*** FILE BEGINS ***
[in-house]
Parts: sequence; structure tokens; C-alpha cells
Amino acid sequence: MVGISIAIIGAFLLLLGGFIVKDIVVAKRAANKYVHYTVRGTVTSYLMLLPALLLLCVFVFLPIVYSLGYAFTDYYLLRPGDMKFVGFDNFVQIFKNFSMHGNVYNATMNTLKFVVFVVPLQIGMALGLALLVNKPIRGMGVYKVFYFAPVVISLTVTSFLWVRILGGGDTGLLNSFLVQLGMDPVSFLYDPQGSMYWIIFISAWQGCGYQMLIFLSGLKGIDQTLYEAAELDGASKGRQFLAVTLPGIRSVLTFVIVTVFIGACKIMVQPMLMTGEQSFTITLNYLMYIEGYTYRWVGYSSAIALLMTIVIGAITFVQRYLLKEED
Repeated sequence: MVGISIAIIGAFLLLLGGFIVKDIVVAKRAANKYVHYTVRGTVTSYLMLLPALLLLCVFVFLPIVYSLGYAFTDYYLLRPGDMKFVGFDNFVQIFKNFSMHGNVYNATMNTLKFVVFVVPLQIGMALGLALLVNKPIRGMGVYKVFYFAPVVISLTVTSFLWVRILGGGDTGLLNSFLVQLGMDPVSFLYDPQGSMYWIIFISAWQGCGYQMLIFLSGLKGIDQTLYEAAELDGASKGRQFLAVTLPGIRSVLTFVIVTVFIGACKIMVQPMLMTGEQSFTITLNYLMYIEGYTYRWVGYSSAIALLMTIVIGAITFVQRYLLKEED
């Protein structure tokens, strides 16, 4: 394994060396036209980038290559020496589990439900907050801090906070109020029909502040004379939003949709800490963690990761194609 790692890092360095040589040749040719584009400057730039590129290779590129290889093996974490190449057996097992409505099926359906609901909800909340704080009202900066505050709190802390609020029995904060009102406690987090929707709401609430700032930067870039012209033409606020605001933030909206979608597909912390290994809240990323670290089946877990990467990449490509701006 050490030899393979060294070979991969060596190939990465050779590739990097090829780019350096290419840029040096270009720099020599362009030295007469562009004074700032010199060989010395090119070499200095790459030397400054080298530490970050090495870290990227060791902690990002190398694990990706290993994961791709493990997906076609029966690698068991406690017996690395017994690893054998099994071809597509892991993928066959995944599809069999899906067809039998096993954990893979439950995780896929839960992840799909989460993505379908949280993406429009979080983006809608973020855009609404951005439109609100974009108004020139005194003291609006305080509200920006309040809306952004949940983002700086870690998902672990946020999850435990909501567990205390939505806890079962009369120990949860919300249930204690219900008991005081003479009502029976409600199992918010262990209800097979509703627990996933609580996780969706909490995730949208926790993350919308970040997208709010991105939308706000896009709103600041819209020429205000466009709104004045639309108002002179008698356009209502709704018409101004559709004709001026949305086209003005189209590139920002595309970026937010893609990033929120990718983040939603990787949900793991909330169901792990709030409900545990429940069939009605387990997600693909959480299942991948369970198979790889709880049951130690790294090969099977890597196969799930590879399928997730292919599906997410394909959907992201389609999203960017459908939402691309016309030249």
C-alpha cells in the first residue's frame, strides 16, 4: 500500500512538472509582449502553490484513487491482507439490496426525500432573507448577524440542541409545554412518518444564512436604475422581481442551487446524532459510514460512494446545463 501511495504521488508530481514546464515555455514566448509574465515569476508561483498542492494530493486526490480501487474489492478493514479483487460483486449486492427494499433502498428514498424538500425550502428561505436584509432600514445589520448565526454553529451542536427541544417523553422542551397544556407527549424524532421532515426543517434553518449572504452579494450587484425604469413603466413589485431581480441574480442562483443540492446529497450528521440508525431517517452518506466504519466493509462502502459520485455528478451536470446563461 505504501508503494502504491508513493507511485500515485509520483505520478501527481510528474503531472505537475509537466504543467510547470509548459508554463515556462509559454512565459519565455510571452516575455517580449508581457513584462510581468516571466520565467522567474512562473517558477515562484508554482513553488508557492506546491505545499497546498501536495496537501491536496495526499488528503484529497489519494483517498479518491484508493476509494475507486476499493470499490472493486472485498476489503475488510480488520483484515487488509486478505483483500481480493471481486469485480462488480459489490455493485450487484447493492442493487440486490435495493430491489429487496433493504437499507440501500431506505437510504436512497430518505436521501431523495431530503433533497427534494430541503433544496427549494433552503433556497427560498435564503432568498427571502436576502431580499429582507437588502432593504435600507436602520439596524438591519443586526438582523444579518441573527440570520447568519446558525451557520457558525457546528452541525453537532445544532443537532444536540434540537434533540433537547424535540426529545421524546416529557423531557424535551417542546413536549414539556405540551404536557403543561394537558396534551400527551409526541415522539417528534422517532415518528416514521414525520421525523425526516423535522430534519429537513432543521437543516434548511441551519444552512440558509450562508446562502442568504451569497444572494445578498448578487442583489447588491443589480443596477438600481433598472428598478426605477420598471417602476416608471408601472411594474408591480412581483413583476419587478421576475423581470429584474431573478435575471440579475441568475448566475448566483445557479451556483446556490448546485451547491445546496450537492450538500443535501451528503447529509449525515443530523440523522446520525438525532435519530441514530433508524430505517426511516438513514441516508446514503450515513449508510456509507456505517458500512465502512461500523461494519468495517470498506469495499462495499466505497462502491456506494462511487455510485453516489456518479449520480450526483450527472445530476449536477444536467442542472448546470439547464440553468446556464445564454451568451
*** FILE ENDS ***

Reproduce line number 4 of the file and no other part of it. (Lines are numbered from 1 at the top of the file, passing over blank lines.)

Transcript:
Repeated sequence: MVGISIAIIGAFLLLLGGFIVKDIVVAKRAANKYVHYTVRGTVTSYLMLLPALLLLCVFVFLPIVYSLGYAFTDYYLLRPGDMKFVGFDNFVQIFKNFSMHGNVYNATMNTLKFVVFVVPLQIGMALGLALLVNKPIRGMGVYKVFYFAPVVISLTVTSFLWVRILGGGDTGLLNSFLVQLGMDPVSFLYDPQGSMYWIIFISAWQGCGYQMLIFLSGLKGIDQTLYEAAELDGASKGRQFLAVTLPGIRSVLTFVIVTVFIGACKIMVQPMLMTGEQSFTITLNYLMYIEGYTYRWVGYSSAIALLMTIVIGAITFVQRYLLKEED